Another treacherous week for men’s basketball

Men’s basketball continues its spring slide in a defeat to Rutgers-New Brunswick. (Photo courtesy of the Sports Information Desk)
Men’s basketball continues its spring slide in a defeat to Rutgers-New Brunswick. (Photo courtesy of the Sports Information Desk)

It was another cold and treacherous week for the men’s basketball team, as the Lions had their first game of the week postponed due to the weather and suffered another setback in the one game they did play.

The College’s (7-14, 5-9) game against Rutgers-Camden University was delayed after the icy conditions this past Wednesday, Feb. 5, made it unsafe for the visiting team to make the trip.

The Lions did manage to make their way to Rutgers-New Brunswick on Saturday, Feb. 8, when they fell 87-53 to the NJAC-leading Scarlet Raiders.

A tough loss continued the Lions’ slide and exemplified their recent struggles in keeping their opponents off the scoreboard.

“We had a tough stretch of games playing all the top teams in our conference over the last two weeks,” head coach Kelly Williams said. “We are still struggling on the defensive side of the ball, which is really  making us press offensively. If we can regroup over the next week and find a way to get some easy buckets off turnovers and second chance points, we will regain our defensive focus and energy.”

There isn’t much to say about a game in which the College never led and shot just 26.7 percent from the field and 57.6 percent from the free throw line. Junior guard Jayson Johnson led the team in scoring with 18 points, the only Lion to reach double digits in any statistical category. Junior forward Skyelar Ettin and sophomore forward Bobby Brackett were next on the scoring chart with six points apiece.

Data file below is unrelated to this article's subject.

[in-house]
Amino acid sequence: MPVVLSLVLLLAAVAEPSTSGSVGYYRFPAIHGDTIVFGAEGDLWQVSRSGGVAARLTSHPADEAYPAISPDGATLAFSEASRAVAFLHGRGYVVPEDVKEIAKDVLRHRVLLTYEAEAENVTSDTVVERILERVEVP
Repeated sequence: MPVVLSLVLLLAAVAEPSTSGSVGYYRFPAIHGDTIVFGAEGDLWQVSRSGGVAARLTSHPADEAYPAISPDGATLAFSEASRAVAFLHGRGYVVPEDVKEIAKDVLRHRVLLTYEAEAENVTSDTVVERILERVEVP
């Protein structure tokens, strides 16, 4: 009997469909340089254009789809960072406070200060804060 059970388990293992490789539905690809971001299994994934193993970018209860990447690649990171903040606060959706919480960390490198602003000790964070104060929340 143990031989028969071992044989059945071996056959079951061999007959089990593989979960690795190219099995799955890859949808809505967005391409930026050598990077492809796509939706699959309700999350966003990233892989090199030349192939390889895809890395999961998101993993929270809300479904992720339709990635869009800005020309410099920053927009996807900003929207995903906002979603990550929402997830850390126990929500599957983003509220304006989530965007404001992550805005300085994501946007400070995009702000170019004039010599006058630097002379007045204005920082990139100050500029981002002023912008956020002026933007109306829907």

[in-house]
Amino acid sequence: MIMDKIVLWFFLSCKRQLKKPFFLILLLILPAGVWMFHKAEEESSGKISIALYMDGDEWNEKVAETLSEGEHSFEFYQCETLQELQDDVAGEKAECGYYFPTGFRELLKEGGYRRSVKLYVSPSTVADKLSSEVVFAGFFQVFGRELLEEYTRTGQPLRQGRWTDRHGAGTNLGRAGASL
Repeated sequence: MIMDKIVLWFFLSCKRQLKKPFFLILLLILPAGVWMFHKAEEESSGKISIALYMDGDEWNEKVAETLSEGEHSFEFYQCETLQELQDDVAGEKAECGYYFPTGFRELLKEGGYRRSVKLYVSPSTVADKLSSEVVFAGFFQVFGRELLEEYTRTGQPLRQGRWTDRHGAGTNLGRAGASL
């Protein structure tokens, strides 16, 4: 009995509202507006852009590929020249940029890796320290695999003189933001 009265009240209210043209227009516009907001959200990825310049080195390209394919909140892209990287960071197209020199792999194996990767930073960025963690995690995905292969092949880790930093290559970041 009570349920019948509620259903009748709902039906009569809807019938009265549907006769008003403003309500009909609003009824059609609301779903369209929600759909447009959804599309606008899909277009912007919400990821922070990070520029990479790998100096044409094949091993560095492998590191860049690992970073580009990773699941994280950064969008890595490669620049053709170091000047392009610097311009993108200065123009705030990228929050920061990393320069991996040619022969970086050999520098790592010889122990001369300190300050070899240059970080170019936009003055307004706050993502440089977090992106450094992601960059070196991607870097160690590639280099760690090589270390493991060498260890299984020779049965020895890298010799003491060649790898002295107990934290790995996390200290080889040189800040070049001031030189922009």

“Last night was a tough game for everyone,” forward Joe Kane said. “As a team, we need to make a better effort on the defensive end and focus on winning each possession, one play at a time.” Perhaps a telling statistic from the game was the College’s lack of assists — the team managed only four dimes while turning the ball over 13 times, which are not the best numbers for a team built on foundations of communication and ball movement.

Despite the loss, the Lions find themselves only a half game back from making the NJAC playoffs with four to play, with each of those games coming against an NJAC opponent.

“I am excited that we are still in the playoff run and we control our own destiny,” Williams said. “We have four games left and three are at home. I am hoping we can take advantage of playing (at) home and get back to the basics of defending, rebounding and making some shots.”

Those four remaining games will also be against an opponent bested by the College in the first meeting of the season, and three come against teams right above the Lions in the standings.

“These next few games are going to be a testament to all the hard work we put into this season,” Kane said. “It’s make or break time if we want to make a playoff run, and I’m confident we can make it happen.”

The College played their rescheduled game against Rutgers-Camden University this Monday,  Feb. 10, and will take to the Packer Hall court this Wednesday, Feb. 12, at 8 p.m. against Rowan University, with their final away game of the year coming this Saturday, Feb. 16, against New Jersey City University. All these game times are, of course, dependent on the weather.

Perhaps when the snow stops falling, the Lions will rise.

“Yes, we are going through some adversity right now,” Williams said. “But I believe this experience that we have to go through to make us a stronger team this year and in the future.”

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